by Gregory Forrest
A red velvet chaise-lounge is a telling symbol. Positioned in the middle of the stage, the piece of furniture manages to evokes tacky luxury, softcore porn, and casting couch culture all at once. It is just one example of how smart Tom Ratcliffe’s one man show Velvet is.
The exploration of a young, gay actor’s career aspirations might not sound like
groundbreaking material. Isn’t this every other fringe play? However Velvet’s ability to
intertwine one narrative – how far Tom may be willing to go to fulfill his dream – with another – the expression of his sexuality and ‘passive’ inclinations – is what truly sets it apart.
Ratcliffe shows off his range as an actor, combining quickfire comic timing with well-grounded emotional payoffs. His writing is witty, ironic, and never loses the audience’s focus. In particular, one speech from his mother stops the pulse of the room, while the casting refrain ‘I’m a superstar’ becomes unspeakably painful as the play progresses.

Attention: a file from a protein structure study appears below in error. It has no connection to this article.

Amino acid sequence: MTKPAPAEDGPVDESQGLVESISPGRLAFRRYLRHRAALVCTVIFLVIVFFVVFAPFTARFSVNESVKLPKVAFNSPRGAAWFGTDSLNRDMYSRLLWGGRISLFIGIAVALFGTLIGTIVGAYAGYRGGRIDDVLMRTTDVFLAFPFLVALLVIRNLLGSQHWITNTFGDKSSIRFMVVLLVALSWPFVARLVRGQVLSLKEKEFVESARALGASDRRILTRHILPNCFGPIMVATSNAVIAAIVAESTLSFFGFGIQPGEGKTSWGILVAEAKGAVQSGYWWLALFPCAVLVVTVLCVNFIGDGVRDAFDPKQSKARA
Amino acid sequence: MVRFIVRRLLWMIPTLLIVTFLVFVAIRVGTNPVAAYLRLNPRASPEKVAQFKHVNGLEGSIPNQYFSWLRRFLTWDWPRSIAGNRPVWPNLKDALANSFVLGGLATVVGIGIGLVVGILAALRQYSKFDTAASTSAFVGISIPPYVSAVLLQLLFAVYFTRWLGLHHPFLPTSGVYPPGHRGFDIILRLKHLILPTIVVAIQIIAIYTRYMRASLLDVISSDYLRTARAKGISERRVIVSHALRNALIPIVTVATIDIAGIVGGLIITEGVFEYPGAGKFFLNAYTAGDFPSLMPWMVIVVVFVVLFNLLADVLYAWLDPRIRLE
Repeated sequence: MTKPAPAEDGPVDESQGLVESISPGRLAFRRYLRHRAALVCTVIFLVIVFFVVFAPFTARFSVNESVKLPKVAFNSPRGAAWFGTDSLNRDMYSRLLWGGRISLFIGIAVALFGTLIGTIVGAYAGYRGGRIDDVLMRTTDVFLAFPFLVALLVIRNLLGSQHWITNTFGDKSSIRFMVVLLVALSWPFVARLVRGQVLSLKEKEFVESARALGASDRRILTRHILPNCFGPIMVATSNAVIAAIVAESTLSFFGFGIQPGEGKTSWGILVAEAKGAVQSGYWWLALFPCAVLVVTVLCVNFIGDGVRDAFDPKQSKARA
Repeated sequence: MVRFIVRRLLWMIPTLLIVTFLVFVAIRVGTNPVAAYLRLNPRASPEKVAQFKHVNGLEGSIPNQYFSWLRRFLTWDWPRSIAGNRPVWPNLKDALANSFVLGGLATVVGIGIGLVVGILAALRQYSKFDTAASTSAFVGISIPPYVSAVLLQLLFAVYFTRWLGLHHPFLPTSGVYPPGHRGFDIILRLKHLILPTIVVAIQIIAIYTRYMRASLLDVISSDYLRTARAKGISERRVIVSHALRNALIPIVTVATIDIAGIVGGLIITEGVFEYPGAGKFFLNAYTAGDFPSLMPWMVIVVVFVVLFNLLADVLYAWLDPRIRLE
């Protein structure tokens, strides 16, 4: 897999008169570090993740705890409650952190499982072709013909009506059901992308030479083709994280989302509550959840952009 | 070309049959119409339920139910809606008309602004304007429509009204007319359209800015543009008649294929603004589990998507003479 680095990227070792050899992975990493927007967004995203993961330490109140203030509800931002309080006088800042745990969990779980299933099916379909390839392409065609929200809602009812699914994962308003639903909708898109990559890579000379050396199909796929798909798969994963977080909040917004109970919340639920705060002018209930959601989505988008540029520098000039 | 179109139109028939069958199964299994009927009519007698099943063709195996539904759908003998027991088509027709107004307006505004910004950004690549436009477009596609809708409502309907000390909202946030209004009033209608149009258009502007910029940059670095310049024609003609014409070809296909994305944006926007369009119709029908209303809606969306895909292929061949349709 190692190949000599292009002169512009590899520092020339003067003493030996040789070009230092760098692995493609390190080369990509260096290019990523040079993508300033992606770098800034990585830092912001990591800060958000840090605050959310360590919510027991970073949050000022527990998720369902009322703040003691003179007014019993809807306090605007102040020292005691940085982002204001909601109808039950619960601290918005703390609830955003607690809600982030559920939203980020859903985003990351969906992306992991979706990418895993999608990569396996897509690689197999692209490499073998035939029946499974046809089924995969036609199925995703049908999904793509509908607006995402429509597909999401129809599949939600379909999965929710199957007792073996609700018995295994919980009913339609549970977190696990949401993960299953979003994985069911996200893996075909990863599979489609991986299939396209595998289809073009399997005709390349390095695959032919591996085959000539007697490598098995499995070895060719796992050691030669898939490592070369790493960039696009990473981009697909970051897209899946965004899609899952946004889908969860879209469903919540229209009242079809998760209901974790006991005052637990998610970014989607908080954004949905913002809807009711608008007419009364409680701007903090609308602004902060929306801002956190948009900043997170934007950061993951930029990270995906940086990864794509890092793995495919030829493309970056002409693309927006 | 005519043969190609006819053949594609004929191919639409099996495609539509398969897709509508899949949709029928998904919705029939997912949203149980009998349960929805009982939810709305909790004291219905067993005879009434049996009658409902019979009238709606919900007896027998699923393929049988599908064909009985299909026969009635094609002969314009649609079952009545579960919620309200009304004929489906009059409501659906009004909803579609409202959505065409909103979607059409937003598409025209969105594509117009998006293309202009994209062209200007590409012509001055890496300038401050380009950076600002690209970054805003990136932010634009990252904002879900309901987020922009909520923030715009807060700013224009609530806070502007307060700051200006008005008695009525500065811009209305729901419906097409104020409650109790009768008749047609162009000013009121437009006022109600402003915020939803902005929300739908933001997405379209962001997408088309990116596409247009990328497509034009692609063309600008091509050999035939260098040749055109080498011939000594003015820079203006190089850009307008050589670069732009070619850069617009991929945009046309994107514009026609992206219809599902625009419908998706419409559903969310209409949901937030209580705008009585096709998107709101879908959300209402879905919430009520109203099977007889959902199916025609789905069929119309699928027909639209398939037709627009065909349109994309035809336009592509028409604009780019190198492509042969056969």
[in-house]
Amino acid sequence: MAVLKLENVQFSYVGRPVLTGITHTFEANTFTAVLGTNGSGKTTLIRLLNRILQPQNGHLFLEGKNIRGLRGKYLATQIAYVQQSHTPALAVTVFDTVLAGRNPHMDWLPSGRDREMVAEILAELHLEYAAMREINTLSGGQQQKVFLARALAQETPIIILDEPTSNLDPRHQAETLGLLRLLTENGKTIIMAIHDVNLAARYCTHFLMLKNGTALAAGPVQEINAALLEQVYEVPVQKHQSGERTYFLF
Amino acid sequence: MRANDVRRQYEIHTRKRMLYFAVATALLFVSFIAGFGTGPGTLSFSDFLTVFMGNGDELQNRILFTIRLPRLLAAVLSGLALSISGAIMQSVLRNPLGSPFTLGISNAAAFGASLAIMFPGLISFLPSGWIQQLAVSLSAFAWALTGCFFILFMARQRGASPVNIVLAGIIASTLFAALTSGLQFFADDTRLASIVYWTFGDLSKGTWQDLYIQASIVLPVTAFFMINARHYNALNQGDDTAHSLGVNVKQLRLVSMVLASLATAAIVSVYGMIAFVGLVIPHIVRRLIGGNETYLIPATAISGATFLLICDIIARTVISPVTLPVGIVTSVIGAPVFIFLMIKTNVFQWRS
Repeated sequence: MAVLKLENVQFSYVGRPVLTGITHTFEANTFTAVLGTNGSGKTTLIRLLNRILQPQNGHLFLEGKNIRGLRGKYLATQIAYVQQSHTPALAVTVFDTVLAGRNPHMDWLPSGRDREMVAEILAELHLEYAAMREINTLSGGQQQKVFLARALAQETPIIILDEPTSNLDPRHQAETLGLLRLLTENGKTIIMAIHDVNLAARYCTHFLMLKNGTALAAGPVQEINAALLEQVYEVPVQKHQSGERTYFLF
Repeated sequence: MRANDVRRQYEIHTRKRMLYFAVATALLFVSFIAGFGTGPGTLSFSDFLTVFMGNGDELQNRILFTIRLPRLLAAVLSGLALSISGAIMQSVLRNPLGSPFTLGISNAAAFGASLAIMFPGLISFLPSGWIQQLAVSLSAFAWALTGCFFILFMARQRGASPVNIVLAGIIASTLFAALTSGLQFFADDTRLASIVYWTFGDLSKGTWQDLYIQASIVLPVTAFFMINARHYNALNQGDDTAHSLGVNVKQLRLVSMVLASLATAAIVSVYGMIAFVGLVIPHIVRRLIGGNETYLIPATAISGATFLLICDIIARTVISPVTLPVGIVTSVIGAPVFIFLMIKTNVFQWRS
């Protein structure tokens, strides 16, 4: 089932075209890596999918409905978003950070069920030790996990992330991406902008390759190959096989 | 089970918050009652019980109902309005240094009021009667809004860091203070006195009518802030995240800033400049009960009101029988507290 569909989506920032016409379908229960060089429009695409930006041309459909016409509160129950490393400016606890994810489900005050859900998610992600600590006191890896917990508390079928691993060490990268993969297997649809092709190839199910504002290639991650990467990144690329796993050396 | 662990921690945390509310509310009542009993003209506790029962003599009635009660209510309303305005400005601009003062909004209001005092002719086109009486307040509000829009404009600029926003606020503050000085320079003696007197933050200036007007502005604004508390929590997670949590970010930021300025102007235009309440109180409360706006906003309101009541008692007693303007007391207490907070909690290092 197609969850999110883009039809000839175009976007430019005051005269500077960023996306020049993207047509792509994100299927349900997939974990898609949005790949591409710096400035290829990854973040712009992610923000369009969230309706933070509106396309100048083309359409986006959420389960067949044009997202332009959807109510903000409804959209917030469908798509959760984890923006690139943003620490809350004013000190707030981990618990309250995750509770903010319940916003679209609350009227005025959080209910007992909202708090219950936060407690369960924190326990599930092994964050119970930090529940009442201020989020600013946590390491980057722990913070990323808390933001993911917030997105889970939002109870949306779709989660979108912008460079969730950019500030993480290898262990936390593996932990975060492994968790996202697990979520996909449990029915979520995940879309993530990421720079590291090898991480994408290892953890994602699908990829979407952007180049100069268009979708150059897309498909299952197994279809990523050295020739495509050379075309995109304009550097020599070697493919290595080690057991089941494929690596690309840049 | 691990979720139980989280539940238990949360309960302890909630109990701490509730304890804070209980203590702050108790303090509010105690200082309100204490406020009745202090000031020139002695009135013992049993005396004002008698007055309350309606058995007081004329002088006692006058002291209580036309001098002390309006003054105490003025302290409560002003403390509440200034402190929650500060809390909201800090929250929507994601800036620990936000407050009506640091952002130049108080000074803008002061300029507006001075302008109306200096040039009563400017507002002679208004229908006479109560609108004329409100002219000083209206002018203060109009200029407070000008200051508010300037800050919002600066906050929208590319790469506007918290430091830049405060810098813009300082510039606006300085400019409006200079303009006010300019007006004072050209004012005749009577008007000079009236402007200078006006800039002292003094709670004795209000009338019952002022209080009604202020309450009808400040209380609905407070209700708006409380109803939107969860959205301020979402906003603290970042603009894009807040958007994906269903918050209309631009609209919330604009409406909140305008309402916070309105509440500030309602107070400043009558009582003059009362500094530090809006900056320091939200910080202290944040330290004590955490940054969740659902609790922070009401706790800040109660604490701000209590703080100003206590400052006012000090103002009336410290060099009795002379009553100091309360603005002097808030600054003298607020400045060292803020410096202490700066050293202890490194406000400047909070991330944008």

Director Andrew Twyman has infused the performance with incredibly clear ways of
storytelling, combining video footage of Grindr and Whatsapp conversations, neatly synced up audio tracks, and Ratcliffe’s own distinct changes in physicality. It elevates the piece from your standard one-person show into genuine theatre. Velvet thinks theatrically. Its writing, direction, and design all focus on bringing the story to life onstage. Particular praise is due to lighting designer Jack Weir, whose rig enables rapid and seamless shifts in space and tone. Fringe theatre rarely looks this good.
Velvet offers a valuable example of the multi-faceted nature of sexual abuse, and how gay men specifically battle with feelings of self worth and that ever-creeping desire to self destruct. Above all, it is a reminder that #MeToo is not simply a hashtag, but rather a space for words such as ‘abuse’, ‘survivor’, and ‘consent’ to be given their human context. This excellent play excels by celebrating the personal.
Velvet runs through 3 February.
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